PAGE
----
Monday, February 24, 2014

Regency Fashion February 1814

I am squeaking this one in before we hit the end of the month. You may have noticed the pattern. I am trying to give you dresses exactly 200 years old. I have another couple for this month so I am going to put them in later this week, so you have them all. Back to regular scheduling for March.

While the title on the plate says "Dinner Dress"  The description calls it a Carriage Pelisse. I assume the two are not incompatible, and it is a carriage dress one could wear to dinner. It is certainly gorgeous enough to go anywhere and the detail says that each of those little tassels is a tie. Heaven help the poor maid having to do that one up and clearly one wouldn't be removing it when one arrived for dinner.  I love the elegant lines of this gown despite the fussiness of the trim.

Here is the description for your delectation  and delight from La Bell Assemblee January 1814 issue, February Fashions.

Orange Boven Carriage Pelisse

    A pelisse of the most delicate fawn colour Irish poplin, the skirt an easy fullness, the body tight to the shape, very short in the waist, and broad in the back. 


The front, as our readers will see by the Plate, is very elegantly ornamented with white satin points put on at each side of the front; a beautiful white silk trimming edges each point, and white silk tassels of the lightest and most beautiful texture tie the pelisse all down the front.

The sleeve is ornamented in a similar manner on a smaller scale, but without the tassels: the bottom of the pelisse and the cuffs are also ornamented with white satin points, edged with silk trimming to correspond, and on each hip is a very novel and tasteful ornament, about the size of a large Spanish button; it is composed of floss silk, in the form of a shell.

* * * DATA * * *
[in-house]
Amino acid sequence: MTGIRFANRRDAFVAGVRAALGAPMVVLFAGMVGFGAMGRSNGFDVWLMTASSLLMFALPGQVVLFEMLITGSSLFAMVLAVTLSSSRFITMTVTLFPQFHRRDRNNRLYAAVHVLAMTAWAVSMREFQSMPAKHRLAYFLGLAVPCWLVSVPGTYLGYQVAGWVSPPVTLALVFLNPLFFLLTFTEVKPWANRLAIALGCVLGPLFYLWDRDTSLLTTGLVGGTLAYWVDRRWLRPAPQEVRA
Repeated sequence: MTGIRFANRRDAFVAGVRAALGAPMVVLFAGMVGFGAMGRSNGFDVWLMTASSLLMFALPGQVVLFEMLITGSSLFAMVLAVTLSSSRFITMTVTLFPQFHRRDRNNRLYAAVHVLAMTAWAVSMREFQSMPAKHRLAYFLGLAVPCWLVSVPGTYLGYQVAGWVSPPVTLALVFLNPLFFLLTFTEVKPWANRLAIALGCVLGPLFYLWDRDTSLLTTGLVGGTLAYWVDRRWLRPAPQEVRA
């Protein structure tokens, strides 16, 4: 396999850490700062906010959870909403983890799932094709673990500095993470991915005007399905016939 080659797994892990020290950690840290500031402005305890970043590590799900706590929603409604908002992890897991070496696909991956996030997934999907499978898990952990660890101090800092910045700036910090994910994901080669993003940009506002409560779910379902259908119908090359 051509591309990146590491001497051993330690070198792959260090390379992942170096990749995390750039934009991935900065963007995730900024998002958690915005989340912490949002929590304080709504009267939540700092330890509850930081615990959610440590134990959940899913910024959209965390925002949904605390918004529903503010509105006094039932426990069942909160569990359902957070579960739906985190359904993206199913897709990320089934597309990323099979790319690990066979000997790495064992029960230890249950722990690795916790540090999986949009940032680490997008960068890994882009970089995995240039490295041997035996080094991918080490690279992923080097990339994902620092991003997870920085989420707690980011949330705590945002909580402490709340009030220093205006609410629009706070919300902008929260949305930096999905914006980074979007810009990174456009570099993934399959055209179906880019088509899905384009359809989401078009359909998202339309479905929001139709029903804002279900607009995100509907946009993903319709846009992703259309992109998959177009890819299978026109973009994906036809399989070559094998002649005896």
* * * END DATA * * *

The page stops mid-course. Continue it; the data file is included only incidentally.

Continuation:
A ruff of white satin cut in points, encircles the throat; it is supported, we believe, by ribband wire, or something of that sort, as it stands up round the throat, it is edged with a very fine narrow white lace. Head-dress a small Spanish cap of white satin, or fawn coloured velvet, tastefully ornamented with points edged with pearl, and a superb white ostrich feather, which falls to the left side. Fawn colour slippers and gloves. We have no hesitation in saying that this dress is the most elegant and novel that has appeared in the carriage costume for a considerable time.

Elegant and novel. I would have to agree.  Until next time, Happy Rambles